Investors rushed toward the exits yesterday, as the Dow Jones Industrial Average fell by a whopping 665 points. This was the sixth largest point loss in Dow history and a bigger drop than on Black Monday in 1987. As troubling as this may sound, the loss in value was only 2.54 percent. The first lesson is that investors should divorce themselves from focusing on point changes and simply monitor percentage changes.
Some market watchers are suggesting that this is signaling the end of the so-called “Trump bump.” Suffice it to say that forecasting near-term movements in financial markets is a futile endeavor. Vanguard founder Jack Bogle said, “I have never met anyone who can consistently time the market. In fact, I have never met anyone who has met anyone who could do so.”
The answer is really pretty simple and has to do with the expected path of future interest rates. The economic data released yesterday also showed that average hourly wages rose, pushing the yearly wage increase to 2.9 percent. This was the strongest wage gain in more than eight years and raises the specter of increased inflation. This, in turn, may lead the Federal Reserve to move more aggressively in the near term to raise interest rates. You see, rapidly rising rates are anathema to stock investors.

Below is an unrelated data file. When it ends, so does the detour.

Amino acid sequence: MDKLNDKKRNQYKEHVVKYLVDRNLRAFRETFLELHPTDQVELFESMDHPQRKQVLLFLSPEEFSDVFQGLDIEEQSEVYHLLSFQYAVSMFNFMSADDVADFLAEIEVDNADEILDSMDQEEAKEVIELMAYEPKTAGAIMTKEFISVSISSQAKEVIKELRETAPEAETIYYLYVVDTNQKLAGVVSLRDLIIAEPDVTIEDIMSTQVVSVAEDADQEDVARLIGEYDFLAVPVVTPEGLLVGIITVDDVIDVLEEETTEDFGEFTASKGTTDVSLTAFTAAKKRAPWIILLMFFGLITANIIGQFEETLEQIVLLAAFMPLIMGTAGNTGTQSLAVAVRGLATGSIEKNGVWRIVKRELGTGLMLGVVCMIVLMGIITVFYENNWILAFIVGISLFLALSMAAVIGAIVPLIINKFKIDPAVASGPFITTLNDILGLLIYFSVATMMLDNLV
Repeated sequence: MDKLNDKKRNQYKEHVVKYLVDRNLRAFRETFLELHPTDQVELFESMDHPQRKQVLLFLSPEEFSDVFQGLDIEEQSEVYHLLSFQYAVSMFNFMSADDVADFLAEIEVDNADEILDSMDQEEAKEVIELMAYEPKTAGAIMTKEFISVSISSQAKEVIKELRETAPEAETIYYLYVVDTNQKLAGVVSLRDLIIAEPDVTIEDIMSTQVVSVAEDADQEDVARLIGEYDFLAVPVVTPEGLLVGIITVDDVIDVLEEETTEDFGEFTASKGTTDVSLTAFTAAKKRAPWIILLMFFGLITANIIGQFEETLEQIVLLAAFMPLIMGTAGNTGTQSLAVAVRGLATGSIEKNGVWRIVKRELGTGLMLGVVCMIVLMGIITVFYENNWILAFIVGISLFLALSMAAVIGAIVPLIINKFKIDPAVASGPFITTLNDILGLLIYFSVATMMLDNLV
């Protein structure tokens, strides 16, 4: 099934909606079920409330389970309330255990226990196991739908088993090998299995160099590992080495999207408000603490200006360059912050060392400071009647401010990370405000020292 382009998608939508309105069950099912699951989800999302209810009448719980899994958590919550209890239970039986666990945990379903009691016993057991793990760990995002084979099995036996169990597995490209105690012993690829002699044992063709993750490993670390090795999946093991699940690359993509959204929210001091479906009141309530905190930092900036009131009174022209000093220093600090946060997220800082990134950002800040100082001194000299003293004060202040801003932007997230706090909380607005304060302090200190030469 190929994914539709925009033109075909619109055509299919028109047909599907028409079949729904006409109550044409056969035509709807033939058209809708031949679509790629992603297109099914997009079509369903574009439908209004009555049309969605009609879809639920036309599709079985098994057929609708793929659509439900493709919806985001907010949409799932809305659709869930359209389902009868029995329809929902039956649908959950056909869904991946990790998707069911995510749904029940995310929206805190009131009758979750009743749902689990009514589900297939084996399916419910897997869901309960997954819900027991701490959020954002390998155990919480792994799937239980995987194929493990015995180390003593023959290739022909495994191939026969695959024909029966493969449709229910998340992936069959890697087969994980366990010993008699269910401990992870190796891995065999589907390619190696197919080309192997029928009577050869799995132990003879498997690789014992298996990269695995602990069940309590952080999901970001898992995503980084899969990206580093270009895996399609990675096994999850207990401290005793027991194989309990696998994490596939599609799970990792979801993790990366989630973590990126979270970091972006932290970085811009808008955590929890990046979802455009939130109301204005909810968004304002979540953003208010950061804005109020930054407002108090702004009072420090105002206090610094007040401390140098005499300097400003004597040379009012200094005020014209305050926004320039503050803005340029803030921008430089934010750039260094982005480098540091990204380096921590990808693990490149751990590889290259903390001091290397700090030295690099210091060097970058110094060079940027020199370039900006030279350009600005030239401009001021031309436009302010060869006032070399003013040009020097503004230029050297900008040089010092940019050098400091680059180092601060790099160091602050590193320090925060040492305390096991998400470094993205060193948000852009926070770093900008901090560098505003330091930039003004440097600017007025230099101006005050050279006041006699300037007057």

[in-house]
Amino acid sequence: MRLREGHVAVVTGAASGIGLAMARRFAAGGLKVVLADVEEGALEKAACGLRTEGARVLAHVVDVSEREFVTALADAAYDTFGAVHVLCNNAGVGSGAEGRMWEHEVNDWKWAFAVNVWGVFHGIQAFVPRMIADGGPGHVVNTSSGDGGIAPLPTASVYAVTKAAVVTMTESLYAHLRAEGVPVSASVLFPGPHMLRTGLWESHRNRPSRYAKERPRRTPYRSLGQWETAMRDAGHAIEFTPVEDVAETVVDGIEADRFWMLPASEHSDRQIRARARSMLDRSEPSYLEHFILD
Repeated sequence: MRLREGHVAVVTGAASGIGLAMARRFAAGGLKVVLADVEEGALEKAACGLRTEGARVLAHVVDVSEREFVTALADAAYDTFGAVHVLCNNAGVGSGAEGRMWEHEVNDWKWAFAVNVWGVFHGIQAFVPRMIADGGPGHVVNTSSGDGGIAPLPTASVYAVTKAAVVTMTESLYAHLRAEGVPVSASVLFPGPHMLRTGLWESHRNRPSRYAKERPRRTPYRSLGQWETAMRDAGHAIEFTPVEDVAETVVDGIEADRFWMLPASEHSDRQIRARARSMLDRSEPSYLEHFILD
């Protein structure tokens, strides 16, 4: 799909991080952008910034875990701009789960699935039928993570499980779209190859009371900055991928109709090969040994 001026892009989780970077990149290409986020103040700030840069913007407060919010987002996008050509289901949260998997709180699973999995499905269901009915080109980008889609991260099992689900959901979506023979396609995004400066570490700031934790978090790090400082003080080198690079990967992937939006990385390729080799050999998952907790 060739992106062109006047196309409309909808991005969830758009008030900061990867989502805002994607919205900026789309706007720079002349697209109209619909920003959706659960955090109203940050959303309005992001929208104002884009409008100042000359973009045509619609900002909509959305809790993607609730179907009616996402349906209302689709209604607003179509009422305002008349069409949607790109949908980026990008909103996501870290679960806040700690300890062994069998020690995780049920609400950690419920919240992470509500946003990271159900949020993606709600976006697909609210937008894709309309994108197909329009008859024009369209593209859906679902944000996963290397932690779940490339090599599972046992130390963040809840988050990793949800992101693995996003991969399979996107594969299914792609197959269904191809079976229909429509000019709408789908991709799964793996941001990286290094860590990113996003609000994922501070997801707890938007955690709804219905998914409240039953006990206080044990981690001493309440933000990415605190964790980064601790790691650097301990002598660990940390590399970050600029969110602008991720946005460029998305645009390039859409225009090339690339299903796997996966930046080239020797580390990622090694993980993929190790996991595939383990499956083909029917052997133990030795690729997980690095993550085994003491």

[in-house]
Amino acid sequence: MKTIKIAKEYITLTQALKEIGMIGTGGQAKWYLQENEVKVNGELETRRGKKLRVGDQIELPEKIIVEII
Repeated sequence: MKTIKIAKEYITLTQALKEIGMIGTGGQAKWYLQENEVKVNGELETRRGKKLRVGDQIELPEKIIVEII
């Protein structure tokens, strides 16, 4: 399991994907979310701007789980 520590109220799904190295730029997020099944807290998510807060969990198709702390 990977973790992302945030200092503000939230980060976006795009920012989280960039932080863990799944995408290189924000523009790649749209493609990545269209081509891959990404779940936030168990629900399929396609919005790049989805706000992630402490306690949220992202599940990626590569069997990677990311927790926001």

Stocks and bonds compete for investor dollars. As interest rates rise, the attractiveness of bonds rises and the attractiveness of stocks declines. Five months ago, the 10-year Treasury bond was yielding a scant 2.2 percent. That corresponds to an bond price-earnings ratio of 45.5. With increased inflation worries, that same 10-year Treasury bond now yields 2.83 percent.
The bond price-earnings ratio has fallen to 35. Buying bond income has become much less expensive in a short period of time. Now, I would argue that bonds are still relatively expensive compared to stocks, as the current price-earnings ratio on the S&P 500 index is near 26. But, the gap is certainly closing.
The market weakness we witnessed this past week is simply a natural correction and a reminder that markets don’t go straight up. In addition, history shows that stock market returns are much lower in rising interest rate environments than in falling rate environments. In other words, the direction of interest rates matter.
In “Invest with the Fed,” Gerald Jensen of Creighton University, Luis Garcia Feijoo of Florida Atlantic University and I found that from 1966 through 2016 the S&P 500 returned 15.2 percent when interest rates were falling and only 5.9 percent when rates were rising.
My advice to long-term stock investors is to relax and stay invested. This too shall pass. On the other hand, you speculators and short-term investors are on your own. The good news is that those Dow 26,000 baseball caps can be reused.
Robert R. Johnson, PhD, CFA, is president and chief executive officer of the American College of Financial Services. He is co-author of “Strategic Value Investing,” “Invest with the Fed” and “Investment Banking for Dummies.”